When asked in which cases delegate or block is preferable for API design, I didn't have enough time to think thoroughly so I just gave the answer off the top of my head: "Wherever delegate works block also works."
I knew it was not a good answer so I kept thinking of it. Now I have a more clear choice and systematic reasoning for my choice for these two cases respectively.
Block is much more convenient. The caller of block is responsible to release it after finishing using it. It means even if there is strong reference cycle between block supplier and block, the cycle is temporary hence coder does not need to write more complex code using weak reference in block to avoid the cycle.
Delegate is more user-friendly. The problem with block here is that reference cycle is so common and no one can break the cycle for you. API users are forced to write more clumsy code to avoid the cycle at the first place or to break it at the end. Though every competent coder should be able to handle this situation, as an API designer I should not require that from my users. I should make them think as little as possible and give them as few as possible opportunities to misuse my API.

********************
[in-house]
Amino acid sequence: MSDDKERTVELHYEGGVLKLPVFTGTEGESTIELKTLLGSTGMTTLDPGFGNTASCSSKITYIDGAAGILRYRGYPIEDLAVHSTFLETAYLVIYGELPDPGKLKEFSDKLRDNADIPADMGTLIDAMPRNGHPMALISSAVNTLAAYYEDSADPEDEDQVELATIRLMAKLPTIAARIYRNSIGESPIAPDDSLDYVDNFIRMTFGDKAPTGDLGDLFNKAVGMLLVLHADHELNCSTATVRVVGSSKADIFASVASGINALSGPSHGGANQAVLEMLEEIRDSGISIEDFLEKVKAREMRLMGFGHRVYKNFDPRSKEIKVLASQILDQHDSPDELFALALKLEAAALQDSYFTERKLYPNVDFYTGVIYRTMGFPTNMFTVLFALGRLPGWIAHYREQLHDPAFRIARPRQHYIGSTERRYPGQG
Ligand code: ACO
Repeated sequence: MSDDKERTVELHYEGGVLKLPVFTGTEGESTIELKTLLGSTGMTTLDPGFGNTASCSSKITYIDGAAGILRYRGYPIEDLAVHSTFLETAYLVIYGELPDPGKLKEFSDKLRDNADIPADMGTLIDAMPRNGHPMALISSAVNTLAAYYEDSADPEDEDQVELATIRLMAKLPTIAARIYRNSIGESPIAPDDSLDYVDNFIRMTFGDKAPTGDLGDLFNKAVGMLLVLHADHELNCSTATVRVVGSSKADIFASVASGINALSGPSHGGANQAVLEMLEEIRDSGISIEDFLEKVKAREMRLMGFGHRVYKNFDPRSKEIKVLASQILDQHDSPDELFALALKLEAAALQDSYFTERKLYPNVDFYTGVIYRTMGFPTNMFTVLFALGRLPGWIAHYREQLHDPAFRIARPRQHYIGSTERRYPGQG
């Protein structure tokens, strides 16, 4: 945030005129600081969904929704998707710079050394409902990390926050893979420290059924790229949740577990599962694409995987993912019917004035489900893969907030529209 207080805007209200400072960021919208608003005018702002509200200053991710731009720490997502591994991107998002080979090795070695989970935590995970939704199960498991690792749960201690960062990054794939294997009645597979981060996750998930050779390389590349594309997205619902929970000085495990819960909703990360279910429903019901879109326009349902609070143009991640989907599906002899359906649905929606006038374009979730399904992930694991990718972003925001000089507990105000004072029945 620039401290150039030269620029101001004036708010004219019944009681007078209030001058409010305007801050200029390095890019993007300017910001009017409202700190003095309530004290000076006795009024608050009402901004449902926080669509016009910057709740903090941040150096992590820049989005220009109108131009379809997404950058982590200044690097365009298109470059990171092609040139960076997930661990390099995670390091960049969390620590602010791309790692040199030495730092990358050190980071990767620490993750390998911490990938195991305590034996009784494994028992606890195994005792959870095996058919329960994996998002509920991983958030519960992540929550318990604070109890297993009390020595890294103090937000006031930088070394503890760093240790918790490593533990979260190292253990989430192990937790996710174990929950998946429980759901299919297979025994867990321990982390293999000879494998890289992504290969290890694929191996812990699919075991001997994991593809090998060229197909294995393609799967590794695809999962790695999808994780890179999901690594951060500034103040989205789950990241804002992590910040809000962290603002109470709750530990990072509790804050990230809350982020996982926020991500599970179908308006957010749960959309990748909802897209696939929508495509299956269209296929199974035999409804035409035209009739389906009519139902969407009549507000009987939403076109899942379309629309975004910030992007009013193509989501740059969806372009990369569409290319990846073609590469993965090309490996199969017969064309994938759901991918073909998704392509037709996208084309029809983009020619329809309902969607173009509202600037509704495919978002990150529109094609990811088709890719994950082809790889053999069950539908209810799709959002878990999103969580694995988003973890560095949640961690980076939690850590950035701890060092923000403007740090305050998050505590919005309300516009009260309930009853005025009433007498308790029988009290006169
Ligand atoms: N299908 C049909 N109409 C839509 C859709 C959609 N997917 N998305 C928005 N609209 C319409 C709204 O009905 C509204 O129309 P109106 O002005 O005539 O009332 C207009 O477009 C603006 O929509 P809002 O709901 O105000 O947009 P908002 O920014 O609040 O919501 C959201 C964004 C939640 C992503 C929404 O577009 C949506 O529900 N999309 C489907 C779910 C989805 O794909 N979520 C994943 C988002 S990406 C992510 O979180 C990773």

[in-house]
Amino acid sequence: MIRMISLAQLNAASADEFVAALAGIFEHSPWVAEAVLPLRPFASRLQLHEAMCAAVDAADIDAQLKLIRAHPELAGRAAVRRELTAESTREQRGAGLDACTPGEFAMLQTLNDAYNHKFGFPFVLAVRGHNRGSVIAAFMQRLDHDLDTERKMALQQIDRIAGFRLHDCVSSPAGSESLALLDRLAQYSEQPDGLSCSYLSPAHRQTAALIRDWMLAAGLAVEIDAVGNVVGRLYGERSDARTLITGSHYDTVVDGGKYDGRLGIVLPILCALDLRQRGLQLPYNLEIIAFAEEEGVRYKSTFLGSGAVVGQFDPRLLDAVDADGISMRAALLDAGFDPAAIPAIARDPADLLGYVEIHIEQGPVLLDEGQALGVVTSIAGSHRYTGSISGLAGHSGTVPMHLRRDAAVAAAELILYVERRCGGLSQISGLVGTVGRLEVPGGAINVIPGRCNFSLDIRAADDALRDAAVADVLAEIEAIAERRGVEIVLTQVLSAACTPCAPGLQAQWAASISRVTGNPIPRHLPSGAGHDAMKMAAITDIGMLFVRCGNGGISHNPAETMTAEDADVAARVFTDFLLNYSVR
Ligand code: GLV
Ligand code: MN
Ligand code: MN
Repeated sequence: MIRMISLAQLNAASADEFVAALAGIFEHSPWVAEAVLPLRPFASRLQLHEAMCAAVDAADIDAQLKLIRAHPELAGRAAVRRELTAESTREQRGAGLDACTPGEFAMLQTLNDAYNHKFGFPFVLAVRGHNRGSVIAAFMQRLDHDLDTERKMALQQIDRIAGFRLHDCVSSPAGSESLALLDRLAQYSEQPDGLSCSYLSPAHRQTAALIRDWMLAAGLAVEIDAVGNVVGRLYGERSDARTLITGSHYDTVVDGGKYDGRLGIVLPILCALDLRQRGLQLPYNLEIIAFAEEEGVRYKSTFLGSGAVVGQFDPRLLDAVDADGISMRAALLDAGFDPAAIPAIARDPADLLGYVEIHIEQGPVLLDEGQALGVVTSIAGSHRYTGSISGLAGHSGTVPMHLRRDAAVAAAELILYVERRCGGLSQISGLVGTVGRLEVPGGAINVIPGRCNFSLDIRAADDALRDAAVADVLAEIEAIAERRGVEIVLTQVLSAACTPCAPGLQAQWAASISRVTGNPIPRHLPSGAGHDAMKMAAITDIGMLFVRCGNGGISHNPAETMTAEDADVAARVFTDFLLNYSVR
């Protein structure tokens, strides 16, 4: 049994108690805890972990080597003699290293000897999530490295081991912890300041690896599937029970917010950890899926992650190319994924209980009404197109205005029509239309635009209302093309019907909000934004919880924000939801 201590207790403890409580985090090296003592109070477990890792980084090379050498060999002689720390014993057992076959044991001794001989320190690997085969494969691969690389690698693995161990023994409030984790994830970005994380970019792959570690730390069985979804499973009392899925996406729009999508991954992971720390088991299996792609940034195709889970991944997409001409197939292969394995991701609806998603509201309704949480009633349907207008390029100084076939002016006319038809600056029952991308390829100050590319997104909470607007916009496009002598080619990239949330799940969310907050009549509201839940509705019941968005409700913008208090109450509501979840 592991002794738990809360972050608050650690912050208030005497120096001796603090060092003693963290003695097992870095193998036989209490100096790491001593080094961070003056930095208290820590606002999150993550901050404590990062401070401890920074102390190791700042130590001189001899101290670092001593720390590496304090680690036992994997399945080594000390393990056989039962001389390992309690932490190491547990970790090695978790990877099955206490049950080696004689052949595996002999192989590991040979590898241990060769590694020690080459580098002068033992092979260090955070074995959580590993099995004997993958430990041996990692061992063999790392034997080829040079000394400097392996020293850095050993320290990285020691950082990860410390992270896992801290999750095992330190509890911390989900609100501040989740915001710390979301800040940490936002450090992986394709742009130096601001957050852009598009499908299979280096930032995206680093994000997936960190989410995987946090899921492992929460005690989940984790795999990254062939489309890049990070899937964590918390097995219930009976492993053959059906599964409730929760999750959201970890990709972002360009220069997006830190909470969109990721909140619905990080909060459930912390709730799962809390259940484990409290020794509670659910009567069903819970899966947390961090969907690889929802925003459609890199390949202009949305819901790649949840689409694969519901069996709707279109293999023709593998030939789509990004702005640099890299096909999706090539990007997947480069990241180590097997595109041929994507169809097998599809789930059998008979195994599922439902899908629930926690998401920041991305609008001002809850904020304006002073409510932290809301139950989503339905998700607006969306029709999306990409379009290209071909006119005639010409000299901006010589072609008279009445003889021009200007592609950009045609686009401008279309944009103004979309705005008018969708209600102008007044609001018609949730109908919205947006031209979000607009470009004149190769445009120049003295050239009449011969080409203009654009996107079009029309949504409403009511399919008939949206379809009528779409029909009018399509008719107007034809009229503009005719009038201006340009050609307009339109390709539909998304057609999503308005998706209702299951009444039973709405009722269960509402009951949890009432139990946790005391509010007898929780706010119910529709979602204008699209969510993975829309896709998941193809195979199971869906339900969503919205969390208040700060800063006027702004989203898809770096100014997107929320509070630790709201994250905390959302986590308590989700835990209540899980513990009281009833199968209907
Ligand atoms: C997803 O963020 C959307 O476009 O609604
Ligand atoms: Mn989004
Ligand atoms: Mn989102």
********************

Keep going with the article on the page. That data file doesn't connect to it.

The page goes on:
Beside being less error prone, there is another reason for choosing delegate over block. The number of lifetime callbacks is usually not small. It is cleaner to organize these callbacks as the API of a delegate and make a single delegate assignment than to make a lot of block assignments.
Though it is true that "wherever delegate works block also works", sometimes delegate is still a better choice in API design.